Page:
Wednesday, March 2, 2011

Color & Autism

Seeing Color Through Autistic Children’s Eyes
With Autism now affecting 1 in 110 children and 1 in 70 boys, it’s imper
ative that architects, interior designers and color
professionals be aware of the specific design requirements, for this growing population. Special consideration needs to be given when selecting colors and finishes, particularly for public spaces where children frequent.

Autistic children frequently have difficulties with sensory integration, which are the senses that are experienced through sight, touch, sound, taste and smell.

They rely on their visual senses to tell them what is happening since they often difficulty decoding verbal cues. Here’s another important fact that we need to keep in mind, when selecting color for children’s spaces. Researchers have found that autistic children’s rods and cones (components of the eye) have changed due to chemical imbalances or neural deficiencies. Colors appear more vibrant to autistic children. Of the autistic children tested, 85% saw colors with greater intensity than non-autistic children. The color red for example, looks fluorescent and vibrates with intensity.

Environments with too much stimulus on walls, floors and counter surfaces can wreak havoc in neurologically delayed individual’s minds. Declutter! Disorganized, cluttered environments make it difficult for everyone to concentrate, especially for autistic children. For this reason it’s essential that their space be simplified.

  • Use non-defined patterns in fabrics, flooring and wall covering.
  • Color schemes should minimal hues; muted colors are preferred.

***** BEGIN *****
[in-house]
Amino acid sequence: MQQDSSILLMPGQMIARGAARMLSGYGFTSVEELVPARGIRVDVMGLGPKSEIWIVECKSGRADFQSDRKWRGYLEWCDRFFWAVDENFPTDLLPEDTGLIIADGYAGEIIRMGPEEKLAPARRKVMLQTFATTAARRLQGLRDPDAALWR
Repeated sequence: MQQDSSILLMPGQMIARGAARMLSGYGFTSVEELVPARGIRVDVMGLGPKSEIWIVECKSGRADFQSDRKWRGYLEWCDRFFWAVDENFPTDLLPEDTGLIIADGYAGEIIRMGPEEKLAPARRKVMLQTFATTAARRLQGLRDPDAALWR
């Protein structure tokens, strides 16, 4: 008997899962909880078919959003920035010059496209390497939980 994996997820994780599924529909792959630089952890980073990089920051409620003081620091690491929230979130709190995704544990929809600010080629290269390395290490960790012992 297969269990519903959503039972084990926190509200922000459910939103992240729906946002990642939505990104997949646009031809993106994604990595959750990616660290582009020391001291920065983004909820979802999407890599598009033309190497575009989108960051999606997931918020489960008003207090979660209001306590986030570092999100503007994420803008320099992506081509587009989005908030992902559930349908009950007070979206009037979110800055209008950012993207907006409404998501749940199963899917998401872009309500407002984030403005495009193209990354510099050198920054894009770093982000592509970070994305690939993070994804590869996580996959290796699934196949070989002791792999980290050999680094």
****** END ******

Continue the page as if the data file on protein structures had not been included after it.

• Put books, toys and other distractions out of sight; place them behind cabinet doors.
  • Draperies and shutters are distracting; use simple, inside mount blinds
  • Although color preferences vary from individuals, studies have shown that many autistic children favor pale pink.
  • Reduce the use of primary colors to light weight toys, which can be removed from the space if needed.
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  1. Autistic children have a greater likelihood than neurotypicals of having Irlen syndrome, which traces back to an abnormal ratio of cones for the principal colors. This presents difficulties in determining the fourth principal color, yellow, and leads to visual distortions and visual processing difficulties that then disturb other cortical processing that relies on visual information. This in turn can give rise to headaches, or simply worsen behaviors that are already problematic.

    This problem can be tested for and then compensated for with special tinted glasses. Parents could check this out relatively inexpensively with some colored overlays to see whether the child prefers to see the world through an overlay of a particular color. If there is any hint that a child prefers one color over another, the child could then be professionally evaluated. See

    In the interest of full disclosure: There is an Irlen tester in our family.

  2. What a helpful post this is. I hope lots of people get to see it. As a former teacher and now designer, your information rings true with my past experiences of designing classroom environments for children with autism.

  3. Thank you so much for this useful information. I'm happy to be a little more educated and be able to share this information with others.

  4. Thank you for this post. As interior designers we contribute to how our clients live and create environments that support them. With autism on the rise I'm sure we will find reason to learn more.

  5. Thank you for your article. I'm doing a color study for our building where we serve many students with Autism. I'm also doing research to incorporate Deigning spaces for people with disabilities into my Interior Design business.


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